Butterfly Poetry

To a Butterfly

Little orange and white butterfly on yellow flower

Ive watched you now a full half-hour;
Self-poised upon that yellow flower
And, little Butterfly! Indeed
I know not if you sleep or feed
How motionless! not frozen seas
More motionless! and then
What joy awaits you, when the breeze
Hath found you out among the trees,
And calls you forth again!

This plot of orchard-ground is ours;
My trees they are, my Sister's flowers;
Here rest your wings when they are weary;
Here lodge as in a sanctuary!
Come often to us, fear no wrong;
Sit near us on the bough!
We'll talk of sunshine and of song,
And summer days, when we were young;
Sweet childish days, that were as long
As twenty days are now.




By William Wordsworth (1770-1850)

'To a Butterfly' is a lyric poem that William Wordsworth wrote in 1802. In the poem, he recalls how he and his sister Dorothy would chase butterflies as children when they were living together in Cockermouth, before they were separated following their mother's death in 1778 when he was barely eight years old.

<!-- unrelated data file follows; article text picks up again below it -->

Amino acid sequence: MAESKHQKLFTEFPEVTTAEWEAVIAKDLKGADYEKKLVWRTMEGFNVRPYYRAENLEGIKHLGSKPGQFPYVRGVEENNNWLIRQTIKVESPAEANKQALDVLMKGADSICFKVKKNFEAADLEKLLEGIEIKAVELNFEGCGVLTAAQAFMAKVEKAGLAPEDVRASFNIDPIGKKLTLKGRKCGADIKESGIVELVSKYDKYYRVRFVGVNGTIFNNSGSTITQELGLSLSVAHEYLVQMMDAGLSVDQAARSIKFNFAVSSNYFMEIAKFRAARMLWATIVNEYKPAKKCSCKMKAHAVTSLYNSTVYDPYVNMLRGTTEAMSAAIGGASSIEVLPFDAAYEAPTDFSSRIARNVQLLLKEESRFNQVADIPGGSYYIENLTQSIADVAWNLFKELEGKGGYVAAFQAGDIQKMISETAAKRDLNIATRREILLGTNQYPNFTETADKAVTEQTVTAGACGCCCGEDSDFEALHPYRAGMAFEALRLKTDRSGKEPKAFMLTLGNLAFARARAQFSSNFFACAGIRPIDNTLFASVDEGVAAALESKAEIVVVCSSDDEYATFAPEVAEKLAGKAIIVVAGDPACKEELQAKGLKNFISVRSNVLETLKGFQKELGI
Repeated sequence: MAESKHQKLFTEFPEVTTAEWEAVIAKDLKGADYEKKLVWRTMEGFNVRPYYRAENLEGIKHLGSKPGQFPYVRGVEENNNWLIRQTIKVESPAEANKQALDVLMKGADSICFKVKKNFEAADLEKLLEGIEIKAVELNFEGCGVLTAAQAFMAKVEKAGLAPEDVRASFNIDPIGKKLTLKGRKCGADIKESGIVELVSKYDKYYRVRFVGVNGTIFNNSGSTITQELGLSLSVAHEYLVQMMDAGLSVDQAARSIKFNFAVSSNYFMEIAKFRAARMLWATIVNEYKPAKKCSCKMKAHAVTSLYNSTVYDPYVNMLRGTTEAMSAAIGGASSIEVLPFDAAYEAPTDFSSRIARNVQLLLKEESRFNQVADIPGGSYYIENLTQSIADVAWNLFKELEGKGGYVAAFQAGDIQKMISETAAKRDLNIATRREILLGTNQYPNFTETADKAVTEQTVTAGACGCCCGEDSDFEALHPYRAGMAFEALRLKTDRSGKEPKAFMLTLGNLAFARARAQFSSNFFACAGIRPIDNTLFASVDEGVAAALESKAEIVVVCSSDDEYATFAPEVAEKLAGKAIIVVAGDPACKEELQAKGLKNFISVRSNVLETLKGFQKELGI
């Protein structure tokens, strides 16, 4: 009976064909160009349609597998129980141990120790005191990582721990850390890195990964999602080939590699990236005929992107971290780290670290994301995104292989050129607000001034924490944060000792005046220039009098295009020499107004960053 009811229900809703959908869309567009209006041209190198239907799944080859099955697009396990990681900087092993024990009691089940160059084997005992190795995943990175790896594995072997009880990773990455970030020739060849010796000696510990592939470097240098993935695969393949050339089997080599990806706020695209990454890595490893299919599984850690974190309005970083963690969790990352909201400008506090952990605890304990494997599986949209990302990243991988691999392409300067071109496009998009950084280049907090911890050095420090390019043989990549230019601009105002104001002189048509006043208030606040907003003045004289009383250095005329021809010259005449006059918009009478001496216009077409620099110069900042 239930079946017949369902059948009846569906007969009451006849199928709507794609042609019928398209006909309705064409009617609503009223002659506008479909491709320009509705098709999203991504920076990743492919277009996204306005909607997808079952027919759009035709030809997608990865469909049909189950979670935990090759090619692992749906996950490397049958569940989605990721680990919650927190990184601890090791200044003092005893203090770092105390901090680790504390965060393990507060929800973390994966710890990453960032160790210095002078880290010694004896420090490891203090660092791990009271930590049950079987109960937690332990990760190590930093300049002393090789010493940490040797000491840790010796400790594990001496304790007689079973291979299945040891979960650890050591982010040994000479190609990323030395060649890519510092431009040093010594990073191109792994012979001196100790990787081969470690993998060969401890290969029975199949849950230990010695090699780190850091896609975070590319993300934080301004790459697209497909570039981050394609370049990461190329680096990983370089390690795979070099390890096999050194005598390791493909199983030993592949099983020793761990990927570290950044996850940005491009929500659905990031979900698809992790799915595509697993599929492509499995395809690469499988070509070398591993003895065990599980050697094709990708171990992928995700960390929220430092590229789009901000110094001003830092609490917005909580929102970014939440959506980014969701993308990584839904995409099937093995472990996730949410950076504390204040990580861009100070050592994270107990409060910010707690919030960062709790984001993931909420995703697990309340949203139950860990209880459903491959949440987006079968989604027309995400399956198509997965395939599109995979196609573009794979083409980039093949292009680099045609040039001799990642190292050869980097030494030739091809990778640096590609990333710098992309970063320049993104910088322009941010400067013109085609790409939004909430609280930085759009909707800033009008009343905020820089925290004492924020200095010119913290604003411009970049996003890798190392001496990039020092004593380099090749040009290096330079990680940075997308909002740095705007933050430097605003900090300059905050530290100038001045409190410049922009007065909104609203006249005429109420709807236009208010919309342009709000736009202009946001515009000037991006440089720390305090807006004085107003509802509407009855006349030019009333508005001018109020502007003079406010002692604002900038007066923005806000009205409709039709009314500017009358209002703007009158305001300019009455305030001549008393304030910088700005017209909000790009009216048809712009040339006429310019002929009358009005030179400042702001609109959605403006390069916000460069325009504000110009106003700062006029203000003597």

William Wordsworth wrote two versions of the poem To A Butterfly, one in March, the other in April. Both versions of the poem are about the memory that the sight of a butterfly brings back, not so much a memory but a feeling the poet gets upon seeing this butterfly.

To A Butterfly - version two

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